Texas demands Mexico to pay the water it owes them.

While AMLO denounces a “political boycott” against him, Chihuahuan farmers say that this debt is leaving them without water.

CHIHUAHUA Mexico (Agencies) – On October 24, 2020, the five-year period for Mexico to comply with the obligations agreed with the United States under the International Waters Treaty, or Treaty of 1944, ends. In 2015, the country closed the five years with a debt of 324 million cubic meters of the liquid, so, between 2015 and 2020, it must pay that, plus the 4.3 billion cubic meters that correspond to it in each cycle.

On Tuesday, September 15, the Governor of Texas, Greg Abbott, sent a letter to the Secretary of State of the United States, Mike Pompeo, requesting his support in guaranteeing Mexico’s compliance with the agreement. In the letter, Abbott denounces that, until August 29, 2020, Mexico had paid 1,765 million 729 thousand 087 cubic meters of water. In that sense, the country still owes 329 million 860 thousand 913 cubic meters to the United States.

Abbott described to Pompeo the situation within the Mexican dams and assured that Mexico could pay the debt. “Mexico can meet its obligations since, until September 7, they had 1,456 million cubic meters in internal reserves and, until August 29, 216 million cubic meters of liquid in international reserves.”

To comply with the diplomatic obligation, the National Water Commission began to draw water from the Las Vírgenes, La Boquilla, and El Granero dams in Chihuahua. This measure sparked a series of protests among farmers in the state. The demonstrations reached their highest point between September 8 and 9, when a group of producers took over the La Boquilla dam guarded by the National Guard. That night, the elements of that institution killed one person and left another seriously injured.

The commander of the National Guard, Luis Rodríguez Bucio, said that the attack occurred when a convoy of the National Guard carried three detainees from La Boquilla and was intercepted by 4 vehicles to stop them. In his version of events, one of the elements fired to repel the attack, and two people were injured, a woman died, and her companion was taken to hospital. The farmers say it was an arbitrary execution.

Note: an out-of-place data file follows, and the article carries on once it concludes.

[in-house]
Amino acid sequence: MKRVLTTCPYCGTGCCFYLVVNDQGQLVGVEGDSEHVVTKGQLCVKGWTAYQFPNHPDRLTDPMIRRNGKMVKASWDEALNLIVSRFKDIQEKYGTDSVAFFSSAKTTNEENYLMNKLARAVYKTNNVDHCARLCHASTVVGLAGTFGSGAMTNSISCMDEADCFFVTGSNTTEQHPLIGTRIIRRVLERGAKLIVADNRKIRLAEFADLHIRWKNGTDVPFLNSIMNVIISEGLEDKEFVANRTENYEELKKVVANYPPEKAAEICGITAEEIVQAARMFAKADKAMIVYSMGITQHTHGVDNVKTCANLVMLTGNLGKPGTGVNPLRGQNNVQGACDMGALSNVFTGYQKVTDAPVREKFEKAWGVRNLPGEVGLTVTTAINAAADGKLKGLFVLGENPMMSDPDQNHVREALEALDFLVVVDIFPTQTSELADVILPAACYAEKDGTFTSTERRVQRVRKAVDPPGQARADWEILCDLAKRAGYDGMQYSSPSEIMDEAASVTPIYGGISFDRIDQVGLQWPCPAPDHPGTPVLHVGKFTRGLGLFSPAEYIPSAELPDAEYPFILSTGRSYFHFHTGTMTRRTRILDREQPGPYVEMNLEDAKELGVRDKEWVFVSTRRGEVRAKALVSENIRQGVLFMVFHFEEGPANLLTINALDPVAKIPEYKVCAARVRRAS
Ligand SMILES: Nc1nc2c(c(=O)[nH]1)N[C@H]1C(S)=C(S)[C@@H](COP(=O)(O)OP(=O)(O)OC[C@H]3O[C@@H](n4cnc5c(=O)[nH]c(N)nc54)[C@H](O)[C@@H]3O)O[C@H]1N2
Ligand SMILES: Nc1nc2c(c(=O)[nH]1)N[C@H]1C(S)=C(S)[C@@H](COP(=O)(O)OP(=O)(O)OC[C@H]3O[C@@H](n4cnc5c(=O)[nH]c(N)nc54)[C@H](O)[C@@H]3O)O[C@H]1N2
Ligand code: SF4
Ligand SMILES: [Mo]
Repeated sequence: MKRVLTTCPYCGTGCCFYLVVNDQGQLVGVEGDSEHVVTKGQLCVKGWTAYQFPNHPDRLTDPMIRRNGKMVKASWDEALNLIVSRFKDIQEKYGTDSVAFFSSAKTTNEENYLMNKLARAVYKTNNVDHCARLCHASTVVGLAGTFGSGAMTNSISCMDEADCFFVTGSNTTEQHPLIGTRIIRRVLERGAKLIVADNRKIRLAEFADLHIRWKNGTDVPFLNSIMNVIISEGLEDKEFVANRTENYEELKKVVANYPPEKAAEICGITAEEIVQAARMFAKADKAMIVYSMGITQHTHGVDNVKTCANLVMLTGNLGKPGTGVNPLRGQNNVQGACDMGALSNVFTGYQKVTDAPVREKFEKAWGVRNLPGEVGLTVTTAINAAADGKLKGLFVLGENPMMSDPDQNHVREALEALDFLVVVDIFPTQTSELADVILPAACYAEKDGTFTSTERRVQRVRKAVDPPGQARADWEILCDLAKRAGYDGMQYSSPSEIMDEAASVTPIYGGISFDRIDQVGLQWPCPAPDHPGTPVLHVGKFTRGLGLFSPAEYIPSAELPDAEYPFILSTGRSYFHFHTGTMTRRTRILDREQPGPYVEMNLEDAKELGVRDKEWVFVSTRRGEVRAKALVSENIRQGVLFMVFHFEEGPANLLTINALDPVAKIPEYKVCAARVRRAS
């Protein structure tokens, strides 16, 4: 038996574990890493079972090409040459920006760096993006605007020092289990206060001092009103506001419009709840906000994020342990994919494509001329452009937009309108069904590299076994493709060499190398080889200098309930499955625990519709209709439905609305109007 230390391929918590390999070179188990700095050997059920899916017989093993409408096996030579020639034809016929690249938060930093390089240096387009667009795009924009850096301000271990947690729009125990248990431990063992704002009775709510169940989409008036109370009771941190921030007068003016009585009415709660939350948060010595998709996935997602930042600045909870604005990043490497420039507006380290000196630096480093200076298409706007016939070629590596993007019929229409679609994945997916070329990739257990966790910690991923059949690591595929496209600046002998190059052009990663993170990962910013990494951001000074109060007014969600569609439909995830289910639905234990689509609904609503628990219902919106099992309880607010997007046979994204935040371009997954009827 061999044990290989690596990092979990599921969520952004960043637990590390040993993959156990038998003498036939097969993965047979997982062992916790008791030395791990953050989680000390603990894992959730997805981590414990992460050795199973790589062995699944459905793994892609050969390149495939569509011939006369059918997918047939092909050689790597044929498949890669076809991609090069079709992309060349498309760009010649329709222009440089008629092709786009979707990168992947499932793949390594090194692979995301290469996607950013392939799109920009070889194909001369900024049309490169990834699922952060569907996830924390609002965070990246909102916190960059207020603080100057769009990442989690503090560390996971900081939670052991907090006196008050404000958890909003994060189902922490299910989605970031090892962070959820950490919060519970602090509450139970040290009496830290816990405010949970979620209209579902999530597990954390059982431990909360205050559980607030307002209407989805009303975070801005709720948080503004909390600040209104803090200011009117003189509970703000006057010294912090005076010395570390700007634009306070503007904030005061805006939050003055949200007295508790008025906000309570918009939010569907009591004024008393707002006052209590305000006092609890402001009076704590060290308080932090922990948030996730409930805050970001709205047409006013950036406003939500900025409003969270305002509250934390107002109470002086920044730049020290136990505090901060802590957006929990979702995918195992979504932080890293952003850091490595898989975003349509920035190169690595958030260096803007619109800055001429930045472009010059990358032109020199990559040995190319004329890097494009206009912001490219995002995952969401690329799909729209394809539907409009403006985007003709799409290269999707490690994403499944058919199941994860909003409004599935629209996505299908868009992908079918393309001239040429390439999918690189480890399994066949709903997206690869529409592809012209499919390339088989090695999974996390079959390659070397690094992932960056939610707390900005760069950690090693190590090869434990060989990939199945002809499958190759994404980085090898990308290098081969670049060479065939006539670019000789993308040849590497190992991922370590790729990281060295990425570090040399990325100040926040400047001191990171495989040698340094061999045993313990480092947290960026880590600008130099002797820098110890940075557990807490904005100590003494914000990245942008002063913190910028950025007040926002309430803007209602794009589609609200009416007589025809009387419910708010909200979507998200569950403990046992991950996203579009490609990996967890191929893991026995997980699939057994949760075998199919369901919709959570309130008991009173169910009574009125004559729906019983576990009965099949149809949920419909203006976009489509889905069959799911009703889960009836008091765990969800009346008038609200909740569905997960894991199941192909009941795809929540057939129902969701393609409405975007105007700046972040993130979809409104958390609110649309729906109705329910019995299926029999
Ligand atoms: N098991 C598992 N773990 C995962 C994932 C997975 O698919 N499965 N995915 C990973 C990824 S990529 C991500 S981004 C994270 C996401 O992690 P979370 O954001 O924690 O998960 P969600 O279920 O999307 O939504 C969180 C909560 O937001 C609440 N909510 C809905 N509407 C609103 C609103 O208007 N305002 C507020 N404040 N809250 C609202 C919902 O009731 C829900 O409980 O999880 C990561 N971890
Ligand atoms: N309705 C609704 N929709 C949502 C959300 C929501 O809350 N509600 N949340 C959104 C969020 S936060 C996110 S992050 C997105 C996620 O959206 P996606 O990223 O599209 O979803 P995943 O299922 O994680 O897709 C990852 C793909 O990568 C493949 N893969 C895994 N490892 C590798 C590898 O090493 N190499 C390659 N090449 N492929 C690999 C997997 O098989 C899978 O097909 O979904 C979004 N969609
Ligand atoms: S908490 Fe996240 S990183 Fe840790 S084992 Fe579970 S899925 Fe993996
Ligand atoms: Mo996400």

Since then, López Obrador clung to a narrative in which he assures that Chihuahua’s conflict is motivated by officials’ political-electoral interests and former officials of the PAN Party. “There are people of good faith, but the movement leaders are lazy and take advantage of others,” he said.

This Friday, AMLO assured that, although Chihuahua’s state must comply with its obligation under the Treaty, that does not mean those producers will have a shortage for their irrigation activities. He also said that, if that were the case, he would speak to President Trump “to tell him that Mexico cannot deliver.” He assured that it is possible to resort to the “solidarity of other states of the country” to satisfy the water demand and denied a default by Mexico”.

Although he declined to make predictions, the president said his administration is committed to meeting the water debt to avoid retaliation from the United States, such as tariffs or penalties. That’s the kind of measure Pompeo could use to threaten Mexico in the scenario of a default.

Abbott’s letter to the secretary of state is motivated by “Texas’s dependence on water from the Rio Grande.” In the document, he assures that, if they do not receive the quota that corresponds to them, they would have to limit irrigation water distribution for their farmers. That is the same thing that Chihuahuan producers denounce.



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